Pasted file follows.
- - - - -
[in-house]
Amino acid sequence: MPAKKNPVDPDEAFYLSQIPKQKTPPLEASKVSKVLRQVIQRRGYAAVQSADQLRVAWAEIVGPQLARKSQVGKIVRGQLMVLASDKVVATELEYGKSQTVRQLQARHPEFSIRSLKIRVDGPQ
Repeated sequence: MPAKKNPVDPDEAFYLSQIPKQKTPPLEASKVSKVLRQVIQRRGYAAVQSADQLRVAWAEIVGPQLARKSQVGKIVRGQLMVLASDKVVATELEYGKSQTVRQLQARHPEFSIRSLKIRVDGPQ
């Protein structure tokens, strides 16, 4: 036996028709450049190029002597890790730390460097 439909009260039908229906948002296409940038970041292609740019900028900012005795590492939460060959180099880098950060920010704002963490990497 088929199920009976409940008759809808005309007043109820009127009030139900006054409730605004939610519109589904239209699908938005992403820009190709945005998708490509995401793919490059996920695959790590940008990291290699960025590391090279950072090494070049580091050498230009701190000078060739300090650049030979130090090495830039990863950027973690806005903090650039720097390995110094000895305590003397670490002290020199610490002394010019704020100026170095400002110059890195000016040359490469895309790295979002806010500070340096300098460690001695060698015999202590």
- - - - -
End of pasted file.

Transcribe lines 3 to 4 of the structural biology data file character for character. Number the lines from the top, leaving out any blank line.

Repeated sequence: MPAKKNPVDPDEAFYLSQIPKQKTPPLEASKVSKVLRQVIQRRGYAAVQSADQLRVAWAEIVGPQLARKSQVGKIVRGQLMVLASDKVVATELEYGKSQTVRQLQARHPEFSIRSLKIRVDGPQ
């Protein structure tokens, strides 16, 4: 036996028709450049190029002597890790730390460097 439909009260039908229906948002296409940038970041292609740019900028900012005795590492939460060959180099880098950060920010704002963490990497 088929199920009976409940008759809808005309007043109820009127009030139900006054409730605004939610519109589904239209699908938005992403820009190709945005998708490509995401793919490059996920695959790590940008990291290699960025590391090279950072090494070049580091050498230009701190000078060739300090650049030979130090090495830039990863950027973690806005903090650039720097390995110094000895305590003397670490002290020199610490002394010019704020100026170095400002110059890195000016040359490469895309790295979002806010500070340096300098460690001695060698015999202590």